Your car’s oil pressure sensor is one of the more important sensors in a car, yet most drivers don’t know the warning signs of one that’s failing. Ignoring these symptoms can lead to complete engine failure and thousands of dollars in repair bills.
This article reveals the most common symptoms of a bad oil pressure sensor or switch, so you can catch problems early and avoid costly damage. Replacing it now will be a whole lot cheaper than the alternative.
How an Oil Pressure Sensor / Switch Works
The main job of an engine oil pressure sensor is to keep track of the oil pressure in the vehicle and then transmit this information straight to the combination meter or the instrument panel.
If the vehicle has an electronic control module (almost all do), then the oil pressure switch will send this information to the module where it can be calculated.
After it is calculated, the information gets sent to the combination meter or instrument panel so that the engine oil pressure warning light or the oil pressure gauge can be activated.
Symptoms of a Bad Oil Pressure Switch or Sensor
If there is a problem with the oil pressure sensor, then this will usually activate the engine oil pressure light. It could also cause an inaccurate reading to be given from the oil pressure gauge. Below are the four most typical signs of a faulty oil pressure switch or sensor:
#1 – Repeated Blinking from the Oil Pressure Light
Sometimes if the oil pressure sensor is not working properly, there will be blinking from the low oil light on the dashboard. This could cause a driver to panic because they’ll believe that their oil levels are low, which would end up damaging the engine if it were true.
In order to determine if this is a real warning or not, you should manually check your oil level to see if it is low. If it isn’t, then it is likely you have a faulty oil pressure sensor and you need to replace it right away.
Related: Common Symptoms of Low Engine Oil
#2 – Wrong Reading Shows on the Oil Pressure Gauge
If you are driving an older vehicle, then it likely has some type of mechanical gauge that calculates the oil pressure. Whenever the oil levels are normal but the gauge is showing zero, this means the oil pressure sensor needs to be replaced because it is faulty or there is some type of connection issue.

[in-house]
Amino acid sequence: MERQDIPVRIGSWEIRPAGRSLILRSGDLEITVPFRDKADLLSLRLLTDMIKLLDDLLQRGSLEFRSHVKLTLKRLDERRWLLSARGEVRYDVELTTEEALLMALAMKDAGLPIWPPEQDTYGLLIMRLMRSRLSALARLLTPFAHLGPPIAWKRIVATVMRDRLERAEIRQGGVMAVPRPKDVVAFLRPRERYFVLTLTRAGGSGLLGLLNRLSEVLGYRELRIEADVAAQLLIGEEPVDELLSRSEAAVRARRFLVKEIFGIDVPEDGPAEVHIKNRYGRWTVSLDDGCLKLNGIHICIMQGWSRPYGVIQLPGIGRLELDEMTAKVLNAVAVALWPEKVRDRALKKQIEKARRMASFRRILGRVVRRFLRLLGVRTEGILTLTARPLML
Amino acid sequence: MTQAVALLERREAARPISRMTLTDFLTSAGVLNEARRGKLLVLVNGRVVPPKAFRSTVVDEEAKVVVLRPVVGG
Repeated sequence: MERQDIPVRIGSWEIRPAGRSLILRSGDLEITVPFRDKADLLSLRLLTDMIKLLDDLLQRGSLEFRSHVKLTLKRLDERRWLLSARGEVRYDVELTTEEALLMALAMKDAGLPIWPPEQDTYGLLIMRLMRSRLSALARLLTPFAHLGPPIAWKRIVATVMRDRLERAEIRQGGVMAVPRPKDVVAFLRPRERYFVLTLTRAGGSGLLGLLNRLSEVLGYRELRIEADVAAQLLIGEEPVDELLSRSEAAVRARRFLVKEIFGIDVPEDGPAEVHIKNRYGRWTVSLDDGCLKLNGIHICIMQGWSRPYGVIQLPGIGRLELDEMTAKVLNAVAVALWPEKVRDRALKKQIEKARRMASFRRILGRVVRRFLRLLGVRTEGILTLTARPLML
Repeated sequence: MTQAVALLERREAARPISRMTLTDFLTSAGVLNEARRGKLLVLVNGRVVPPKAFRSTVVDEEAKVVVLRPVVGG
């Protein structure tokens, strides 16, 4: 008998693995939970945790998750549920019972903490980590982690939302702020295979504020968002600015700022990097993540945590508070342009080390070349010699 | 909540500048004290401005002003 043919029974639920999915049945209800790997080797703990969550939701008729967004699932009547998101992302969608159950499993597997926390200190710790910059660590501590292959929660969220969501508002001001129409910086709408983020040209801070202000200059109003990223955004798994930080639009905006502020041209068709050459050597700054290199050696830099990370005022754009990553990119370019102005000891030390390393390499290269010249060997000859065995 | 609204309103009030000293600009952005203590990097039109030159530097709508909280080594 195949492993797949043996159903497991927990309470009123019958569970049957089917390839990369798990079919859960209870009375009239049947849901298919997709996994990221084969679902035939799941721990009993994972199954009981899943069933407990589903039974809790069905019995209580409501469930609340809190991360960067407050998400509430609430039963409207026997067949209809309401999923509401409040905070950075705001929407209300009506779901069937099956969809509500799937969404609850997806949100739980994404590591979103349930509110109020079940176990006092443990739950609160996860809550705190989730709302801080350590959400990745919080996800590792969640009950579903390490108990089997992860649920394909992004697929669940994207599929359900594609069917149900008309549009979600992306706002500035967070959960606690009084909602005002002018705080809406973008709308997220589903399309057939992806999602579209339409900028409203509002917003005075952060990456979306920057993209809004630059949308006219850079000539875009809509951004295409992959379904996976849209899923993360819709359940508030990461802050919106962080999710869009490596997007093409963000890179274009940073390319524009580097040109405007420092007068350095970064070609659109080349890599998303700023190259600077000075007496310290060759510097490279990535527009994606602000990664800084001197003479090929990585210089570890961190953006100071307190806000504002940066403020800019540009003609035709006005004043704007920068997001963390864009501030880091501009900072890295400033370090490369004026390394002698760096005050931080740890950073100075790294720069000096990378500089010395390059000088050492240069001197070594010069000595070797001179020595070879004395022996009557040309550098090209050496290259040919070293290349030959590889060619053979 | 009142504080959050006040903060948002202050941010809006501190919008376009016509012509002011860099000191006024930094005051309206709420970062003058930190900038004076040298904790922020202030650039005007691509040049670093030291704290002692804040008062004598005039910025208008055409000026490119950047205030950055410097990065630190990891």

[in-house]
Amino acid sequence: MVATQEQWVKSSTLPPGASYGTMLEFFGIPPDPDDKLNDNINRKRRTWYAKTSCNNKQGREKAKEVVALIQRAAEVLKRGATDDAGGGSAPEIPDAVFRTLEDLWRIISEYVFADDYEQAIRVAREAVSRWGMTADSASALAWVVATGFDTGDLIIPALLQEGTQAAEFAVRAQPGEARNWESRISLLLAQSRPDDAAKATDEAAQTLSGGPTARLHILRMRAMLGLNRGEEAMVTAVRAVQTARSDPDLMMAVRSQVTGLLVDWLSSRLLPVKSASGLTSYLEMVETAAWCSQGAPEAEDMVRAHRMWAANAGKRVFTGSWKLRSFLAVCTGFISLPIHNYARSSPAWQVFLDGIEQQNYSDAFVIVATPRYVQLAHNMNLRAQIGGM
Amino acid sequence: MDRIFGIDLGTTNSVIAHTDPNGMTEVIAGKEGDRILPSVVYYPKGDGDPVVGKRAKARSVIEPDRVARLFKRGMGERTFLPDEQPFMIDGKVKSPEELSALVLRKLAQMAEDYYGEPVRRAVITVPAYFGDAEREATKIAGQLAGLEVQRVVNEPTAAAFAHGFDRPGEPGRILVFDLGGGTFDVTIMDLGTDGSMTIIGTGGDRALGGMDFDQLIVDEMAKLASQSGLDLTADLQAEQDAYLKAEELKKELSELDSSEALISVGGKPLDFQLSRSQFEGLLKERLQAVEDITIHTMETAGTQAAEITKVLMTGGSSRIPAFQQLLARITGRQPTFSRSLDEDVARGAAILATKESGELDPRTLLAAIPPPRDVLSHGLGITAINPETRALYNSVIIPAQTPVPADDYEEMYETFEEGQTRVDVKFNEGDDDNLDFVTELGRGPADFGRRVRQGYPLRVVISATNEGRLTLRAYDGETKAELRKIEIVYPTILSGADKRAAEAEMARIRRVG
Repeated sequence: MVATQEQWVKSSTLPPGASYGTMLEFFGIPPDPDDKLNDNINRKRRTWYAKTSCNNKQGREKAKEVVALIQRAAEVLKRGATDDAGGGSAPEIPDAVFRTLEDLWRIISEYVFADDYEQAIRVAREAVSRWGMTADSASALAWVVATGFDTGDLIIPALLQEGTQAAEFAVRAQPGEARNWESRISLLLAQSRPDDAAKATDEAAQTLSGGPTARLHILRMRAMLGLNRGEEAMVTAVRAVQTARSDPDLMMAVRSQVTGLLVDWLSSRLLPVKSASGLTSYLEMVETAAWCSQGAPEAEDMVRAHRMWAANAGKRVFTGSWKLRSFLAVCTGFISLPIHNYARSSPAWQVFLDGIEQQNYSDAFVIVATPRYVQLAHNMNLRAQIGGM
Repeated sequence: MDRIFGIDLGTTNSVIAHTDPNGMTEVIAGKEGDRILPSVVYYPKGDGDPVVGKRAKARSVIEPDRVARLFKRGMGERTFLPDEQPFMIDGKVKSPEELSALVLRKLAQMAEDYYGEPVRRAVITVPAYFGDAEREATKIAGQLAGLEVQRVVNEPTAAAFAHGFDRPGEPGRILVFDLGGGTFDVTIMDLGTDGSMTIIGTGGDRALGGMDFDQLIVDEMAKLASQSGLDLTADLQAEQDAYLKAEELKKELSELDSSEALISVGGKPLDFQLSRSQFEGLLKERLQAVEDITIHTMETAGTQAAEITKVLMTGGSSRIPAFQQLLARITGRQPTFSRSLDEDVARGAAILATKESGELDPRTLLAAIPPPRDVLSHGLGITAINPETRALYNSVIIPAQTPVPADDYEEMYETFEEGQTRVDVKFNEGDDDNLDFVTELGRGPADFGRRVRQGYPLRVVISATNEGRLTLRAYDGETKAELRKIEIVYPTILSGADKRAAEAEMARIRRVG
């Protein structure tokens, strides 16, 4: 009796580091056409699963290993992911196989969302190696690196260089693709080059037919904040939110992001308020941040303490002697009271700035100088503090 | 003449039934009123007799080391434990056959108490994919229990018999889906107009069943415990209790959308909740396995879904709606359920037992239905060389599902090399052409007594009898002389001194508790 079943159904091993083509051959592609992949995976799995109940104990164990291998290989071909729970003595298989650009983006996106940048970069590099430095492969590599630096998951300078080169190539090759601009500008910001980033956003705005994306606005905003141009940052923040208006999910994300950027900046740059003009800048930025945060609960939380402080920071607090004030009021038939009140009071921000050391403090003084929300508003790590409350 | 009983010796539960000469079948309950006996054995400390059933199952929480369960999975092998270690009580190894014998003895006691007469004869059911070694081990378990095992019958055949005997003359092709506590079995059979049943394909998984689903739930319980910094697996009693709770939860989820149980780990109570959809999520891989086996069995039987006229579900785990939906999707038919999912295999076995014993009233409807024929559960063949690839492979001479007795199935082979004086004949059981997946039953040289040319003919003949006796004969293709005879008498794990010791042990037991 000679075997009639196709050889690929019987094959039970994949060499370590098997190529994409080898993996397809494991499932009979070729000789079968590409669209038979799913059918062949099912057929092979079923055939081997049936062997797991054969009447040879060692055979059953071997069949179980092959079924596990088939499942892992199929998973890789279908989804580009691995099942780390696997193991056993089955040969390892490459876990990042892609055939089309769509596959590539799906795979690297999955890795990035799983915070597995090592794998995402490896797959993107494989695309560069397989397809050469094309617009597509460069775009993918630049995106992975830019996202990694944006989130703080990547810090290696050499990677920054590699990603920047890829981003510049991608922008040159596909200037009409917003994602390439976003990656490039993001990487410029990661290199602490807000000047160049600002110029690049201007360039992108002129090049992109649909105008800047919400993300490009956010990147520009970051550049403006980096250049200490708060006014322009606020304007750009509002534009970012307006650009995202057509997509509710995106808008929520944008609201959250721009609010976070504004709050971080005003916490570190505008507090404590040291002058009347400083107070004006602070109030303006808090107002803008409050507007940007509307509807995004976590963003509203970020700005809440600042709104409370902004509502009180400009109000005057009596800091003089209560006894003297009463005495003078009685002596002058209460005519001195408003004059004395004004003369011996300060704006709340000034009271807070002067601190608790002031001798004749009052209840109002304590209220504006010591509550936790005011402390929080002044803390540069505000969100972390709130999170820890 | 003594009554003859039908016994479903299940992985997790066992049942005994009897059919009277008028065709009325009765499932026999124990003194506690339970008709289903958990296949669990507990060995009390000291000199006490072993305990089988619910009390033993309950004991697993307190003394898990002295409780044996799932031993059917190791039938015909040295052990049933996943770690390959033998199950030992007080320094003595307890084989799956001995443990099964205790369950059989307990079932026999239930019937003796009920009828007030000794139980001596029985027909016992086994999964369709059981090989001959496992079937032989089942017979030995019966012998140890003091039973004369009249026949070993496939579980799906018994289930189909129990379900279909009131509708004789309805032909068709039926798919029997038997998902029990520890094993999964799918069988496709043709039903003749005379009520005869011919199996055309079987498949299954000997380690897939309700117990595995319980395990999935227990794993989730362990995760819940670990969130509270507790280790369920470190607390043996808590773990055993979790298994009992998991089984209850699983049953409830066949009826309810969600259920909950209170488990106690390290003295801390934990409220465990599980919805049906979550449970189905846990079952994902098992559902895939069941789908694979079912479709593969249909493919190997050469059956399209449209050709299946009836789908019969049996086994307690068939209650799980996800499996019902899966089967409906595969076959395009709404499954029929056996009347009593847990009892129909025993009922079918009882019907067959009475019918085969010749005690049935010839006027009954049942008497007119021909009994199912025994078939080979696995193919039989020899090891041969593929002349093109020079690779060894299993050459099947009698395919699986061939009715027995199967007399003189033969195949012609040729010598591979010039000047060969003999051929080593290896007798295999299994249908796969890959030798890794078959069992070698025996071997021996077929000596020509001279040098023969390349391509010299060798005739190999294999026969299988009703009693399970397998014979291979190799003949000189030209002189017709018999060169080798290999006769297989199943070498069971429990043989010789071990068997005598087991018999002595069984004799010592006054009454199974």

If you are driving a modern vehicle, then your oil pressure gauge is probably electronic and transmits an electronic signal to get the reading.
Whenever an oil pressure sensor is not working properly in a modern car, it will cause the gauge to have strange readings or it will sit on full or zero. Check the wiring to the sensor and replace as needed.
Don’t assume your engine oil level is low without physically checking the dipstick. Otherwise you may end up with too much oil in your engine which can mean a completely different set of issues in include oil pressure that’s too high.
#3 – Check Engine Light Turn On
These codes can be helpful in diagnosing the issue, but it’s important to have a professional mechanic inspect the vehicle to confirm the problem and make the necessary repairs.
#4 – Oil Pressure Light Turns On
The best way to test if your sensor is bad is through the lights on the oil pressure gauge. If the low oil pressure warning light comes on when they engine’s oil levels are normal and your engine is running smoothly and quietly, then you likely have a bad oil pressure sensor. Anytime this sensor is defective, it will give you false readings.
If your oil levels are normal but you hear grinding, ticking, or other noises from your engine, you have an actual problem with oil pressure such as a faulty oil pump and the sensor is simply doing its job.
Eventually, these readings will go way beyond the normal specifications which will cause the warning light to turn on. At this point, you should replace your sensor in order to stay properly informed of your oil pressure level.
Oil Pressure Sensor Replacement Cost
The cost of replacing a faulty oil pressure sensor in a car can vary depending on a few factors. But on average, replacement cost should be in the range of $100 to $220 in most cases (including labor).
The oil pressure sensor itself can cost between $30 and $100, while labor costs can range from $70 to $120. However, the cost of parts can vary depending on whether you choose aftermarket or OEM (Original Equipment Manufacturer) auto parts.
Additionally, the cost of labor can vary depending on the mechanic’s experience and location. In general, you’ll pay more at a dealership versus an independent mechanic.
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